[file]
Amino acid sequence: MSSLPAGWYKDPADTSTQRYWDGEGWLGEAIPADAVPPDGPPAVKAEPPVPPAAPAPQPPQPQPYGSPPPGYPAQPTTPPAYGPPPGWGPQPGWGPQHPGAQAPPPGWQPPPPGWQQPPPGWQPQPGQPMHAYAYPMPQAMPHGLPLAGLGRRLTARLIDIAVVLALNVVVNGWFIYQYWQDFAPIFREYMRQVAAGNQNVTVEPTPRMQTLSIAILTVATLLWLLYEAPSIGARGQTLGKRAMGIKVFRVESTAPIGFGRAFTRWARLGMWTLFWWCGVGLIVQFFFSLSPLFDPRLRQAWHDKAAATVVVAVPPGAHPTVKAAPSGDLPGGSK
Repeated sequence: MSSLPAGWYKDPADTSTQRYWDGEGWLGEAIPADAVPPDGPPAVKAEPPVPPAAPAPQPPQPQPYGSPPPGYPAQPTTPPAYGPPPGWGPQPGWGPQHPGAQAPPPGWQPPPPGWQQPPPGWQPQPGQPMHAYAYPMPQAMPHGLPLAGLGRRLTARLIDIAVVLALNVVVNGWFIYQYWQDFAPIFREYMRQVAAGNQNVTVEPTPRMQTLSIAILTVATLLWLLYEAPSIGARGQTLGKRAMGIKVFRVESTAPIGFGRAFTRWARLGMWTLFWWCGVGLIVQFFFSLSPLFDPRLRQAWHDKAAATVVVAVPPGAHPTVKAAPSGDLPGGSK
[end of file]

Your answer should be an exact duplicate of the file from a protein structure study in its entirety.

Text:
Amino acid sequence: MSSLPAGWYKDPADTSTQRYWDGEGWLGEAIPADAVPPDGPPAVKAEPPVPPAAPAPQPPQPQPYGSPPPGYPAQPTTPPAYGPPPGWGPQPGWGPQHPGAQAPPPGWQPPPPGWQQPPPGWQPQPGQPMHAYAYPMPQAMPHGLPLAGLGRRLTARLIDIAVVLALNVVVNGWFIYQYWQDFAPIFREYMRQVAAGNQNVTVEPTPRMQTLSIAILTVATLLWLLYEAPSIGARGQTLGKRAMGIKVFRVESTAPIGFGRAFTRWARLGMWTLFWWCGVGLIVQFFFSLSPLFDPRLRQAWHDKAAATVVVAVPPGAHPTVKAAPSGDLPGGSK
Repeated sequence: MSSLPAGWYKDPADTSTQRYWDGEGWLGEAIPADAVPPDGPPAVKAEPPVPPAAPAPQPPQPQPYGSPPPGYPAQPTTPPAYGPPPGWGPQPGWGPQHPGAQAPPPGWQPPPPGWQQPPPGWQPQPGQPMHAYAYPMPQAMPHGLPLAGLGRRLTARLIDIAVVLALNVVVNGWFIYQYWQDFAPIFREYMRQVAAGNQNVTVEPTPRMQTLSIAILTVATLLWLLYEAPSIGARGQTLGKRAMGIKVFRVESTAPIGFGRAFTRWARLGMWTLFWWCGVGLIVQFFFSLSPLFDPRLRQAWHDKAAATVVVAVPPGAHPTVKAAPSGDLPGGSK